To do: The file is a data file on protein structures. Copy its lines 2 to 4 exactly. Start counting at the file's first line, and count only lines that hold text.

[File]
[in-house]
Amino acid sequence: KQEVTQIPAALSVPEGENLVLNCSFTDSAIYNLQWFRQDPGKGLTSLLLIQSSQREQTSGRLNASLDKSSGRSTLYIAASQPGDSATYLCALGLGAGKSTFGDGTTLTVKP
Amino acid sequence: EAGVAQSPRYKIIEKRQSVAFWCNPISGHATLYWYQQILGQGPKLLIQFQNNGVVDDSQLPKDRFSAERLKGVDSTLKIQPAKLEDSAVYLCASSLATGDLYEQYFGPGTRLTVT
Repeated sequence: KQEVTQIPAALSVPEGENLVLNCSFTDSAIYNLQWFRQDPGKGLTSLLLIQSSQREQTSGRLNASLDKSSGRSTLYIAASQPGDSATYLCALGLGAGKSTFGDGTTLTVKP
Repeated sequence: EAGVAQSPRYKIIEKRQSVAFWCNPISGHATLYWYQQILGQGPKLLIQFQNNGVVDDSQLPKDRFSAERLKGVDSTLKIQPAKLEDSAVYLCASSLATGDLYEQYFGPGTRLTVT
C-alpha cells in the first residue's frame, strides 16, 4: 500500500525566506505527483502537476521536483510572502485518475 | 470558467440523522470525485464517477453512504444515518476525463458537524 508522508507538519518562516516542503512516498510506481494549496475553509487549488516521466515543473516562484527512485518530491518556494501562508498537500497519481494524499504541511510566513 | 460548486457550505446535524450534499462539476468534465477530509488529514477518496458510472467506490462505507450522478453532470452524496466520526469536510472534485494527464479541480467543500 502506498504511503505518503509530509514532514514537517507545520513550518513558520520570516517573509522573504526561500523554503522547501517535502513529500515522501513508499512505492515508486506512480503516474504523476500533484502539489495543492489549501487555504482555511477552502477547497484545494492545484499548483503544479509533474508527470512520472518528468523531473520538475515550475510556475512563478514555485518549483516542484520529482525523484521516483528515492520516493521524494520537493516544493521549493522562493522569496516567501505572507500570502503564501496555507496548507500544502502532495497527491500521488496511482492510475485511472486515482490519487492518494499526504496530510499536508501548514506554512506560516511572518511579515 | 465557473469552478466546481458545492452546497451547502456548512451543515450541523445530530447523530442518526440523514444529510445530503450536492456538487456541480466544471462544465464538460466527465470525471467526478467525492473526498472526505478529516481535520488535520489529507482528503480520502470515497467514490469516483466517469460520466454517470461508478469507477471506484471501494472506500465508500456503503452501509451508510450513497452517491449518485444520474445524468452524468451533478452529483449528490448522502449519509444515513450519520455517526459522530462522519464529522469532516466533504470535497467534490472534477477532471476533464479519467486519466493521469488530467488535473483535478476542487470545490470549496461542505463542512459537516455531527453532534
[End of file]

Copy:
Amino acid sequence: KQEVTQIPAALSVPEGENLVLNCSFTDSAIYNLQWFRQDPGKGLTSLLLIQSSQREQTSGRLNASLDKSSGRSTLYIAASQPGDSATYLCALGLGAGKSTFGDGTTLTVKP
Amino acid sequence: EAGVAQSPRYKIIEKRQSVAFWCNPISGHATLYWYQQILGQGPKLLIQFQNNGVVDDSQLPKDRFSAERLKGVDSTLKIQPAKLEDSAVYLCASSLATGDLYEQYFGPGTRLTVT
Repeated sequence: KQEVTQIPAALSVPEGENLVLNCSFTDSAIYNLQWFRQDPGKGLTSLLLIQSSQREQTSGRLNASLDKSSGRSTLYIAASQPGDSATYLCALGLGAGKSTFGDGTTLTVKP